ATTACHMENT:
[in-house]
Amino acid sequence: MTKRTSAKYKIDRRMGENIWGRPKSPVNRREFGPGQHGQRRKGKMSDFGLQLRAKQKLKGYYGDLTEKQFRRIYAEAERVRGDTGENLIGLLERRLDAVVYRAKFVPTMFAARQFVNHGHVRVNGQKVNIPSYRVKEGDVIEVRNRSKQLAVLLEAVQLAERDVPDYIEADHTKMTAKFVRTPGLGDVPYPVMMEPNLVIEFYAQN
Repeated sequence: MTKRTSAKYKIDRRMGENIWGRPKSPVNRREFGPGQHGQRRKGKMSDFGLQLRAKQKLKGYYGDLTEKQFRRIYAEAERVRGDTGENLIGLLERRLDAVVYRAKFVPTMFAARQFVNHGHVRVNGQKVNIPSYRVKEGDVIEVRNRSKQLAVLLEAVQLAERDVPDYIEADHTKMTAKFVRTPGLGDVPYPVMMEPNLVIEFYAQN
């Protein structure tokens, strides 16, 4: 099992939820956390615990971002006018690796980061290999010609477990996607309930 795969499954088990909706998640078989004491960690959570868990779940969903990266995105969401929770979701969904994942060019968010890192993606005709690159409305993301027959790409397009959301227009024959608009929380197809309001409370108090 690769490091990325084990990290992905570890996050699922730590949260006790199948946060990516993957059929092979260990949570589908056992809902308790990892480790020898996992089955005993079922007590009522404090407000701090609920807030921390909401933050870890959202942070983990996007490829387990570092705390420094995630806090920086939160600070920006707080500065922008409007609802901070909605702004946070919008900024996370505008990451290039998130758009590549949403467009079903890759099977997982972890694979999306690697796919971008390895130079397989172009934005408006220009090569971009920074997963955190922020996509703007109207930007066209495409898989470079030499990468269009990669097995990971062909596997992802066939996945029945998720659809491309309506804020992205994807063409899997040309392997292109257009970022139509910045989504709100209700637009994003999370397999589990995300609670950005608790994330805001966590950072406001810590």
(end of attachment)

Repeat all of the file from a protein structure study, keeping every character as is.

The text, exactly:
[in-house]
Amino acid sequence: MTKRTSAKYKIDRRMGENIWGRPKSPVNRREFGPGQHGQRRKGKMSDFGLQLRAKQKLKGYYGDLTEKQFRRIYAEAERVRGDTGENLIGLLERRLDAVVYRAKFVPTMFAARQFVNHGHVRVNGQKVNIPSYRVKEGDVIEVRNRSKQLAVLLEAVQLAERDVPDYIEADHTKMTAKFVRTPGLGDVPYPVMMEPNLVIEFYAQN
Repeated sequence: MTKRTSAKYKIDRRMGENIWGRPKSPVNRREFGPGQHGQRRKGKMSDFGLQLRAKQKLKGYYGDLTEKQFRRIYAEAERVRGDTGENLIGLLERRLDAVVYRAKFVPTMFAARQFVNHGHVRVNGQKVNIPSYRVKEGDVIEVRNRSKQLAVLLEAVQLAERDVPDYIEADHTKMTAKFVRTPGLGDVPYPVMMEPNLVIEFYAQN
């Protein structure tokens, strides 16, 4: 099992939820956390615990971002006018690796980061290999010609477990996607309930 795969499954088990909706998640078989004491960690959570868990779940969903990266995105969401929770979701969904994942060019968010890192993606005709690159409305993301027959790409397009959301227009024959608009929380197809309001409370108090 690769490091990325084990990290992905570890996050699922730590949260006790199948946060990516993957059929092979260990949570589908056992809902308790990892480790020898996992089955005993079922007590009522404090407000701090609920807030921390909401933050870890959202942070983990996007490829387990570092705390420094995630806090920086939160600070920006707080500065922008409007609802901070909605702004946070919008900024996370505008990451290039998130758009590549949403467009079903890759099977997982972890694979999306690697796919971008390895130079397989172009934005408006220009090569971009920074997963955190922020996509703007109207930007066209495409898989470079030499990468269009990669097995990971062909596997992802066939996945029945998720659809491309309506804020992205994807063409899997040309392997292109257009970022139509910045989504709100209700637009994003999370397999589990995300609670950005608790994330805001966590950072406001810590």